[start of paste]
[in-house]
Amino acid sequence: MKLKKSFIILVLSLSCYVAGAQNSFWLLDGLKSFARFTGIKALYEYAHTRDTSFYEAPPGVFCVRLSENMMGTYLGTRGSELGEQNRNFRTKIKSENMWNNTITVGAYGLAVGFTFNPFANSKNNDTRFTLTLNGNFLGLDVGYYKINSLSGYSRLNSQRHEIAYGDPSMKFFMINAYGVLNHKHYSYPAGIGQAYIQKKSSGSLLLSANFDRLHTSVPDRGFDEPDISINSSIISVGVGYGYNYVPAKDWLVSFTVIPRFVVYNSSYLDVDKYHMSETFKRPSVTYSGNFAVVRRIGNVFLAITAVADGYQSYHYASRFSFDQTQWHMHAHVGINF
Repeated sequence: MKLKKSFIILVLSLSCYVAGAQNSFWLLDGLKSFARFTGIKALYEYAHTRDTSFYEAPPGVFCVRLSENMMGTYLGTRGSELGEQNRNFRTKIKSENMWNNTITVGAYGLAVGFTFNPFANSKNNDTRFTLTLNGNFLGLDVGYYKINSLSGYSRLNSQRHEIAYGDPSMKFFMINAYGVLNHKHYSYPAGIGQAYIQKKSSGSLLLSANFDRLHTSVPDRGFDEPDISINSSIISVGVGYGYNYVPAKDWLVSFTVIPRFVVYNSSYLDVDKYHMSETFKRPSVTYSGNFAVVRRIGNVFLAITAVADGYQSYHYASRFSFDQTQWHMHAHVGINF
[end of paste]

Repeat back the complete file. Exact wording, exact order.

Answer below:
[in-house]
Amino acid sequence: MKLKKSFIILVLSLSCYVAGAQNSFWLLDGLKSFARFTGIKALYEYAHTRDTSFYEAPPGVFCVRLSENMMGTYLGTRGSELGEQNRNFRTKIKSENMWNNTITVGAYGLAVGFTFNPFANSKNNDTRFTLTLNGNFLGLDVGYYKINSLSGYSRLNSQRHEIAYGDPSMKFFMINAYGVLNHKHYSYPAGIGQAYIQKKSSGSLLLSANFDRLHTSVPDRGFDEPDISINSSIISVGVGYGYNYVPAKDWLVSFTVIPRFVVYNSSYLDVDKYHMSETFKRPSVTYSGNFAVVRRIGNVFLAITAVADGYQSYHYASRFSFDQTQWHMHAHVGINF
Repeated sequence: MKLKKSFIILVLSLSCYVAGAQNSFWLLDGLKSFARFTGIKALYEYAHTRDTSFYEAPPGVFCVRLSENMMGTYLGTRGSELGEQNRNFRTKIKSENMWNNTITVGAYGLAVGFTFNPFANSKNNDTRFTLTLNGNFLGLDVGYYKINSLSGYSRLNSQRHEIAYGDPSMKFFMINAYGVLNHKHYSYPAGIGQAYIQKKSSGSLLLSANFDRLHTSVPDRGFDEPDISINSSIISVGVGYGYNYVPAKDWLVSFTVIPRFVVYNSSYLDVDKYHMSETFKRPSVTYSGNFAVVRRIGNVFLAITAVADGYQSYHYASRFSFDQTQWHMHAHVGINF